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using its emergency scheduling authority.15 Other patients suffer prolonged anxiety and panic reactions or depressive symptoms with suicidal ideation.13. is a central nervous system stimulant that inhibits dopamine reuptake.11 With prolonged exposure.(Catha edulis) for its amphetamine-like properties.4-methylenedioxypyrovalerone (MDPV).1 Two such substances. although there is an alarming trend toward intravenous use. and they believe the open sale of these substances implies low risk. Doses of about 25 mg produce these effects in most individuals and last for 2 to 3 hours. In powders packaged in small packets of 500 mg and sell for about $25. and we have seen multiple readmissions for paranoid psychotic reactions shortly after discharge from hospitalization.9. as well as euphoria. methamphetamine.7 In September 2011. chest pain. 2008.16 There have also been reports of rhabdomyolysis and renal failure requiring intensive medical treatment. have since circulated worldwide.10. violent behavior Both mephedrone and MDPV are strong inhibitors of dopamine reuptake in areas of the brain regulating reward and motivation.7 Many users of cathinones do not regularly use other drugs recreationally.7. resulting in paranoid delusions and violent behavior in response to vivid hallucinations.9. often as an alternative to cocaine. Multiple serious complications of use have been described.9 z What the drugs look like. Mephedrone and MDPV are supplied as white Use of bath salts leads to paranoid delusions.4 In 2005.3 Its active ingredient. mental status changes and physiologic reactions are similar to the “excited delirium” attributed to cocaine. Web sites promote the chemicals as “legal highs. cathinone.8 z Who’s using bath salts? A review of calls to 2 poison control centers involving 236 patients over a 7-month period ending in February 2011 suggests that users of cathinones are primarily male (78%) and young (modal age 26).16 Cardiovascular and other sequelae About half of patients presenting to hospital EDs have cardiovascular complications such as tachycardia. made possession and sale of MDPV and mephedrone illegal throughout the United States. 4-methylmethcathinone (mephedrone) and 3. leading some users to compulsively re-dose to maintain the effects. despite legislation outlawing possession and sale in many states. Increases in the number of reports to poison control centers throughout the United States provide evidence of the increasing use of these drugs.16 Taken together. one reported series from a hospital in Michigan indicated that 69% of users presenting to the ED had acknowledged past use of illicit drugs.7 However.7 The intended effects in using these stimulants are improved attention and energy. publicized by information on the Internet. their use rapidly increased throughout the United States and elsewhere. jFpONLINE.14 Our clinic has reported on a unique hallucinatory delirium after use of MDPV. all drugs that act on central mono- Most users take the drug by nasal insufflation. The mainstream media have reported bizarre suicides and some homicides. NO 4 | APRIL 2012 | THE JOURNAL OF FAMILY PRACtICE 211 . and methylenedioxymethamphetamine (Ecstasy). although there is an alarming trend toward intravenous use. the US Drug Enforcement Agency. Most users take the drug by nasal insufflation.”6 While these substances were being banned in many Western European countries. Although the packets sold as “bath salts” clearly state that the contents are not for human consumption.12 This transition occurs in a matter of days or weeks in some individuals.5 z The growing problem of synthetic cathinone analogs in the United States. extracts from the plant were imported to Israel as “Hagigat” and promoted as a stimulant or aphrodisiac. phencyclidine (PCP). and hypertension from the sympathomimetic effects of these agents.COM VOL 61. These products were banned by the Israeli government in 2008 following documented cases of cardiovascular and neurologic sequelae. the resultant stimulant effect of dopamine in reward centers of the brain moves a user from recreational pleasure seeking to addictive use just to maintain normal function. synthetic analogs of cathinone were first identified in an analysis of drugs seized in the United States from individuals suffering psychological reactions to their use.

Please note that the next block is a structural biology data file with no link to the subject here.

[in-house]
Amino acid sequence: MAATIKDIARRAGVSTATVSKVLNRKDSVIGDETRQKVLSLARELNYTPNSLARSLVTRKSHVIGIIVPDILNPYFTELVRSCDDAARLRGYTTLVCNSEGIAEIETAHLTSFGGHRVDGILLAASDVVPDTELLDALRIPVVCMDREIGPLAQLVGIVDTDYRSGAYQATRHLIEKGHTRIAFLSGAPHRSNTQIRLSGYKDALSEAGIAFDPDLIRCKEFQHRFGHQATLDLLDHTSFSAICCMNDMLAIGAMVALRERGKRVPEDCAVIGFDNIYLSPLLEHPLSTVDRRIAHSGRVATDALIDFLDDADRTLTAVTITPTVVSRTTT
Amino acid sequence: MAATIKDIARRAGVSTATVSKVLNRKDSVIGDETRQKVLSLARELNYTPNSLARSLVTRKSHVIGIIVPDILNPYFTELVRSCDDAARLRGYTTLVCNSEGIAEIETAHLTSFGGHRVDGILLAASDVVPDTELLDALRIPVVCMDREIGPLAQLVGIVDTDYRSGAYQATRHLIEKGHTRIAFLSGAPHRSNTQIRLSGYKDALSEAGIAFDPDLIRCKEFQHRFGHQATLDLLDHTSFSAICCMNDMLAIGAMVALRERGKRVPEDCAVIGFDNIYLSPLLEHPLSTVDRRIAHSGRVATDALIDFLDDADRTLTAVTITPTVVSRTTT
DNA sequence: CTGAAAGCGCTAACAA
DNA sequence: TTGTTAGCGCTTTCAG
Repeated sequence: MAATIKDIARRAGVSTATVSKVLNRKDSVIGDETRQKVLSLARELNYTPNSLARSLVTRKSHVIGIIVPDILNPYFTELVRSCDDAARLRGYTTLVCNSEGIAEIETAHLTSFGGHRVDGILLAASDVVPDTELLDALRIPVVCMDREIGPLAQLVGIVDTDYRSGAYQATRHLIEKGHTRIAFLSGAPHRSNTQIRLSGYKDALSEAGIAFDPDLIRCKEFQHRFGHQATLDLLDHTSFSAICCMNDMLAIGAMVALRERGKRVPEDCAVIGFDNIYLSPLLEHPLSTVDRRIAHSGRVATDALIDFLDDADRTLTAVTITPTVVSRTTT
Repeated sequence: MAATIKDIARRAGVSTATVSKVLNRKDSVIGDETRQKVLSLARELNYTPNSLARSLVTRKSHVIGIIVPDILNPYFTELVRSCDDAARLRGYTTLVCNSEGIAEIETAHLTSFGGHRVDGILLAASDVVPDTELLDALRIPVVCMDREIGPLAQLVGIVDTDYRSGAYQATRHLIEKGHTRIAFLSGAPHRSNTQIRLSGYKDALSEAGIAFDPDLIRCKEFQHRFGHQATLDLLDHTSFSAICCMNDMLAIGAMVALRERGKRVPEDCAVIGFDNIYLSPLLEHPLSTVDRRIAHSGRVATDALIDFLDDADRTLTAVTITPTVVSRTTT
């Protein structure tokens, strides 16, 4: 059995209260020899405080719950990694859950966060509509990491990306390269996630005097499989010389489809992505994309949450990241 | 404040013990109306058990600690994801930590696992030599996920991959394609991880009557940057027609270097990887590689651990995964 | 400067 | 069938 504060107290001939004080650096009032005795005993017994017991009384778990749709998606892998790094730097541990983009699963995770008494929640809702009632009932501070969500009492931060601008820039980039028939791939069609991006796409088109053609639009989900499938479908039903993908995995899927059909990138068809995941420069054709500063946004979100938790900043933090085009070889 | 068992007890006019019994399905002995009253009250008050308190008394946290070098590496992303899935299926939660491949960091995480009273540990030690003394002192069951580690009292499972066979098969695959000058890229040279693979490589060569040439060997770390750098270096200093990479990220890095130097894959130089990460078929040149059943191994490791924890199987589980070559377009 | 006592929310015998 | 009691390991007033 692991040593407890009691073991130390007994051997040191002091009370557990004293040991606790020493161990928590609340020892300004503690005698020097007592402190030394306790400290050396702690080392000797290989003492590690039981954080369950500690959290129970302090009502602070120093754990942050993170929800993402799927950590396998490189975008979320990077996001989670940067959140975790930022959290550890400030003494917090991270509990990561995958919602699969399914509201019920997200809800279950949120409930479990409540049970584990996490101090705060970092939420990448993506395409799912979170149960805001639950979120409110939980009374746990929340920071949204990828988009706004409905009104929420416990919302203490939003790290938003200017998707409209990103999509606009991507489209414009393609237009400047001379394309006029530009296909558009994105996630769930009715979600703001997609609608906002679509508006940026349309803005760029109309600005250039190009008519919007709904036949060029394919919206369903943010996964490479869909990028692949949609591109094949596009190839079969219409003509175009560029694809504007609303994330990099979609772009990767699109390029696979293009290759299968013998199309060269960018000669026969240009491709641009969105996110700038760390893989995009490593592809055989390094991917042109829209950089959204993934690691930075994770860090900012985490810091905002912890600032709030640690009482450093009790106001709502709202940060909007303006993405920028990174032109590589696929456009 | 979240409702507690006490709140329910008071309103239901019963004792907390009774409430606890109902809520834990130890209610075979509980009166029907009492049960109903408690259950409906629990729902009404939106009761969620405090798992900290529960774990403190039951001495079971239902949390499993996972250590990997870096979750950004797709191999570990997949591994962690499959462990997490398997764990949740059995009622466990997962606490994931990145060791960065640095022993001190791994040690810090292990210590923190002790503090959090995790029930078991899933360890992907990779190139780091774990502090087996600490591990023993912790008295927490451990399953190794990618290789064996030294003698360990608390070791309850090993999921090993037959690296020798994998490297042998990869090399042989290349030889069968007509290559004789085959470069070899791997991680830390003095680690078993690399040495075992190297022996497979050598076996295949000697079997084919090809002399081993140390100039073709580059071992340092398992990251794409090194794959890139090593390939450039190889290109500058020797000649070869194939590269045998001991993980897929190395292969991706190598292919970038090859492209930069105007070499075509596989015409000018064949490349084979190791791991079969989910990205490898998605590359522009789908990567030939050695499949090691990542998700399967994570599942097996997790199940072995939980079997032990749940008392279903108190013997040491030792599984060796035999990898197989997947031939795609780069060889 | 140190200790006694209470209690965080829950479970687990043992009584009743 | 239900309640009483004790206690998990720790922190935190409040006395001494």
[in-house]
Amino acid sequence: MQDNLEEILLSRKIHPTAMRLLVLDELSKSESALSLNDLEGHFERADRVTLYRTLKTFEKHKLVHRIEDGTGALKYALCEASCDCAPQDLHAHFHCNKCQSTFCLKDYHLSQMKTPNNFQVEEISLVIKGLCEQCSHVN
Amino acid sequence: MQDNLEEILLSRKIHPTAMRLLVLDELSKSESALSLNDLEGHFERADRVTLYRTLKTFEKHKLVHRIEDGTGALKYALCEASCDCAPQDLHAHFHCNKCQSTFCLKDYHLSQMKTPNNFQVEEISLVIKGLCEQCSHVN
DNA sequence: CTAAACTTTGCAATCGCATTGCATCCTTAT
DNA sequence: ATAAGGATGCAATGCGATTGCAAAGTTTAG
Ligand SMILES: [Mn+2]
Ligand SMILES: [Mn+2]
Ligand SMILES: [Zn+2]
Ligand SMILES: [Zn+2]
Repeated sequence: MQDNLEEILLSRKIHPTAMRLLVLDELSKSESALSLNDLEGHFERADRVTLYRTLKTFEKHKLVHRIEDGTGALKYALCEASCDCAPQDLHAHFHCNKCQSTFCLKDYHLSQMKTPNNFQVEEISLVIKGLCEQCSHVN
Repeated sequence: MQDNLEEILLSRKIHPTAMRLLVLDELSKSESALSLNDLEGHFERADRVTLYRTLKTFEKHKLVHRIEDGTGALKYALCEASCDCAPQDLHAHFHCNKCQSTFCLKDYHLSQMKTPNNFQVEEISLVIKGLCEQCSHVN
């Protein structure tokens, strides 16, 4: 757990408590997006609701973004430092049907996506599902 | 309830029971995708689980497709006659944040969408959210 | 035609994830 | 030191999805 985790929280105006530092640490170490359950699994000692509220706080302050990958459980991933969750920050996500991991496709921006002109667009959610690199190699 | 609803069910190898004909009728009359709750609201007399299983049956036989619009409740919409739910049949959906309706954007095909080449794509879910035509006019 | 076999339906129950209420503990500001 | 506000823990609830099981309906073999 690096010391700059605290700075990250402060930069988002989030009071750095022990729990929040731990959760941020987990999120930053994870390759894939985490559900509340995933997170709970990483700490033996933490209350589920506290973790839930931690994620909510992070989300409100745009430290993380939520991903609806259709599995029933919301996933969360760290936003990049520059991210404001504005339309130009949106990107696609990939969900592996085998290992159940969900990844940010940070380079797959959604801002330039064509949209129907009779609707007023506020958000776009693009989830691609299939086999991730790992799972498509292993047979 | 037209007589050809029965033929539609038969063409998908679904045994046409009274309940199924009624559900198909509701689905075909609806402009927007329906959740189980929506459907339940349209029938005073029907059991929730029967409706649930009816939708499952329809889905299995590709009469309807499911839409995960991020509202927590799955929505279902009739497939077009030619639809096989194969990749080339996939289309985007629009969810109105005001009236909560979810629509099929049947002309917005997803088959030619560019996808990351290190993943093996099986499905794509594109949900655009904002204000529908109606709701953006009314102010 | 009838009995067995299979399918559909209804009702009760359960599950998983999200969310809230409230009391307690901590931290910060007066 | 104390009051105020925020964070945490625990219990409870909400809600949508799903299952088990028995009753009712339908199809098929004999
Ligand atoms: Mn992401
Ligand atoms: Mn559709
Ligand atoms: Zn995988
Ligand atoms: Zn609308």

homeoffice. Ruiz P. methylenedioxypyrovalerone (MDPV). leading some to compulsively re-dose to maintain the effects. J Clin Psychiatry. Brody School of Medicine. et al. Deluca P. 2010. Toxicity and deaths from 3. UK: Home Office. et al.com/2011/07/17/us/17salts.com: 2011. Clin Toxicol (Phila).3:439-453. N O 4 . 17. 12. 14. Greenville. 18. new kid for the chop? Addiction. Accessed October 9.webmd.  Akpaffiong MJ. Synthetic Cathinones (Bath Salts): An Emerging Domestic Threat. Benzodiazepines may be needed to control agitation.  American Association of Poison Control Centers. “Bath salts” intoxication. 2010. Pharm World Sci.340:384-387. particularly with evidence suggesting the potential to act on paranoid delusions or suicidal ideation. Bloom-Krasik A. According to a written communication from A.33:525-526. 1992. 1991. LFAPA.  Richards JR. 1996. Gen Hosp Psychiatry. July 16. physical restraint. 10. Bath salts data.  Kalix P.pdf. Drug Test Anal.35:217-238. March 31.  Lahmeyer HW. html?pagewanted=all.16 Nothing is known about the long-term effects of these drugs. WebMD.  Henry JA. Psychiatr Q. 2. 2012. patients should be monitored frequently for hyperthermia. Gestring R.  DeNoon DJ. Methamphetamine abuse and rhabdomyolysis in the ED: a 5-year study. Man commits suicide after using bath salts. 2011-S0787-004. 2011.uk/publications/drugs/acmd1/acmdcathinodes-report-2010.nytimes. WNDU. and acute renal failure: case report. Wetli CV. 3. July 2011.  Hadlock GC. urine drug screens for PCP using the immunoassay method may yield a false-positive result in the presence of MDPV. Available at: http://www.17–20 There have also been reports of death after the use of these drugs. Neurocircuitry of addiction. dehydration. 2011. Death following recreational use of designer drug “Bath Salts” containing 3. 2011.46: 206-210. 4-Methylmethcathinone (mephedrone): neuropharmacologic effects of a designer stimulant of abuse. Neuropsychopharmacology.20:120-127. Mitcheson LR. Clinical experience with and analytic confirmation of “bath salts” and “legal highs” (synthetic cathinones) in the United States. 2012. 9. 2010 – March 31. Stock PG. MD. Emergency department visits after use of a drug sold as “bath salts”—Michigan. 2012. 8.17:681-685. Mephedrone. East Carolina University. Clin Toxicol (Phila). Stark RW.gov. Available at: http://www.44:184-185. 2011. Accessed October 10. Hallucinatory delirium following use of MDPV (“bath salts”).com/ hometop/headlines/Man_commits_suicide_after_doing_ bath_salts_123520219. Cocaine-associated rhabdomyolysis and excited delirium: different stages of the same syndrome. 5.  Penders T.wndu. 4. Zezima K. Illicit cathinone (“Hagigat”) poisoning.4 methylenedioxymethamphetamine (“ecstasy”). 7. Accessed October 12. Beuhler MC. aapcc. 2011.  Goodnough A. et al.365:967-968. 22.  Advisory Council on the Misuse of Drugs (ACMD). Webb KM.62:299-309. MD. Cathinone derivatives: a review of the chemistry. 1983. N Engl J Med.  Ross EA. pharmacology and toxicology. 2011. in 2011 (manuscript in preparation). 1999. 2011. penderst@ecu.49:499-505.16 Serious psychiatric reactions may necessitate hospitalization to assure patient safety. et al. Murphy CM. J Pharmacol Exp Ther. McAnally HB.18:69-73. Washington. and low-dose antipsychotics. and rhabdomyolysis. Accessed March 2. Penders. The high lasts for 2 to 3 hours. 600 Moye Boulevard.  Bentur Y. Phencyclidine intoxication.edu References 1. Johnson EB. Am J Forensic Med Pathol. Dawling S. J Med Toxicol. An alarming new stimulant.  Lewis B.org/dnn/Portals/0/Bath%20Salts%20Data%20for%20 Website%202. Watson M. DC: Department of Justice.  Koob GF. 20. “Bath salts” used to get high are now illegal. Available at: http://www. 2011. Am J Emerg Med. MMWR Morb Mortal Wkly Rep. Volkow ND.  Centers for Disease Control and Prevention. Neuroleptic malignant syndrome: a complication of neuroleptics and cocaine abuse.amines.9. ACMD report on the consideration of the cathinones. These procedures should be used with caution to minimize muscle tissue damage. NC 27834.  Winstock AR. November 13.106:154-161.  Spiller HA. 2011.html. Raikhlin-Eisenkraft B. Simply asking patients whether they’ve been using these products often elicits an honest answer. 19. 1999.8.9.8:69-75.15 Aggressive use of antipsychotic agents is not advised. although a specific test arranged through commercial laboratories is available for cases when use is suspected. Catha edulis. Goldberger B.21 Cathinones do not show up on routine drug screens A routine urine screen for synthetic cathinones is not available.22 Many patients presenting with acute delirium may require restraints. given the risk of treatment-related morbidity in patients with a history of repeated stimulant use. The New York Times. 13.  National Drug Intelligence Center. Treatment is largely supportive Management guidance based on clinical trials is lacking. 15. Ryan ML. although substances with similar actions are associated with longterm cognitive and memory deficits after repeated use. Macher.339: 530-536. 6. 2011. a plant that has amphetamine effects. can aid in treating hallucinations. 2011. Weston RG. McFadden LM. 2008. 212 THE JOURNAL OF FAMILY PRAC tICE | APRIL 2 0 1 2 | V O L 6 1 . Lancet. Accessed October 10.4. Available at: http://www. 2011.  Ruttenber AJ. updated February 8.15 The hallucinatory psychosis seen with these substances is best characterized as a toxic delirium. 16.2012.60:624-627. 2010.4 JFP CORRESpONdENcE Thomas M. Jeffreys KJ. Cardiovascular complications require usual treatment. such as risperidone 1 mg. 11. legal in many states.  Kelly JP. Available at: http://www.  Murray BL.com/mentalhealth/news/20110908/bath-salts-used-to-get-high-are-nowillegal. Publication no. Department of Psychiatry. London. 21.